Counting the Number of Glutamate Molecules in Single Synaptic Vesicles

03 September 2019, Version 1
This content is a preprint and has not undergone peer review at the time of posting.


Analytical tools for direct quantitative measurements of glutamate, the principal excitatory neurotransmitter in brain, are lacking. Here, we introduce a new enzyme-based amperometric sensor technique for direct counting of the number of glutamate molecules stored inside single synaptic vesicles. An ultra-fast enzyme-based glutamate sensor is placed into a solution of isolated synaptic vesicles, which stochastically rupture at the sensor surface in a potential dependent manner by applying a constant negative potential. High-speed (10 kHz) amperometry is used to record sub-millisecond current spikes, which represent glutamate release from single vesicles that burst open. Glutamate quantification is achieved by a calibration curve that is based on measurements of glutamate release from vesicles pre-filled with various concentrations of glutamate. Our measurements show that a single synaptic vesicle encapsulates about 8000 glutamate molecules, which is comparable to the measured exocytotic quantal glutamate release in the nucleus accumbens of mouse brain tissue. Hence, this new methodology introduces the means to quantify ultra-small amounts of glutamate and to study synaptic vesicle physiology, pathogenesis and drug treatments for neuronal disorders where glutamate is involved.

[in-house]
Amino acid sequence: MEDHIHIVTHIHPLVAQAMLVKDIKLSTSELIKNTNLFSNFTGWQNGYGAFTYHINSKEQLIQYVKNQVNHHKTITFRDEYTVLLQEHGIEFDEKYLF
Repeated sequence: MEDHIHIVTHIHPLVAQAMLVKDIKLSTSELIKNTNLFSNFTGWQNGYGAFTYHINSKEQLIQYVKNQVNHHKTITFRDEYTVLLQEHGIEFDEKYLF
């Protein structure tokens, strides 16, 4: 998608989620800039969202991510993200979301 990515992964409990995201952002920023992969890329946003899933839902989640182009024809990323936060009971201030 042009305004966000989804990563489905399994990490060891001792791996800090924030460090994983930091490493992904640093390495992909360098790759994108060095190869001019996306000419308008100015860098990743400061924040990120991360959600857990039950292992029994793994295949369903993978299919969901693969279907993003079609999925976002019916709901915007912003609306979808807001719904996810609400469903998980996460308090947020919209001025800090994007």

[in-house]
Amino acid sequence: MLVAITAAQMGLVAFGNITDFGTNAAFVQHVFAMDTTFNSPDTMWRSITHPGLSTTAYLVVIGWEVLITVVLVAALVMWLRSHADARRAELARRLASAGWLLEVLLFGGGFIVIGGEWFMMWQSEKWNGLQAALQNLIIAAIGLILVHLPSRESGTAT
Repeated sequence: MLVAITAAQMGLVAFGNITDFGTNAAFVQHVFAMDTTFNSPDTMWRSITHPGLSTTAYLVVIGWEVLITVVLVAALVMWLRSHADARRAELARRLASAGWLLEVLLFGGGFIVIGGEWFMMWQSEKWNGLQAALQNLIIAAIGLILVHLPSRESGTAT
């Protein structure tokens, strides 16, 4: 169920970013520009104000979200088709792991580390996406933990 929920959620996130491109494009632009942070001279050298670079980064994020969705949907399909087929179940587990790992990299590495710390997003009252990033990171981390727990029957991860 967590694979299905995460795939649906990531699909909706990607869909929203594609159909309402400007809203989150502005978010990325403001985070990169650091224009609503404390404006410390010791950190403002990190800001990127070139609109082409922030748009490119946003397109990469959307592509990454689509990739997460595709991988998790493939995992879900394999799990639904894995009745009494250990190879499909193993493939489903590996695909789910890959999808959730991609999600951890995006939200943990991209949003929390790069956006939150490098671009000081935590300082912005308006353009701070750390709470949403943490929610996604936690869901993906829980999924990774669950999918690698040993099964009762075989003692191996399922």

synaptic vesicles
glutamate biosensor
glutamate oxidase
Large unilamellar vesicles

Supplementary materials

Cans Supporting Information


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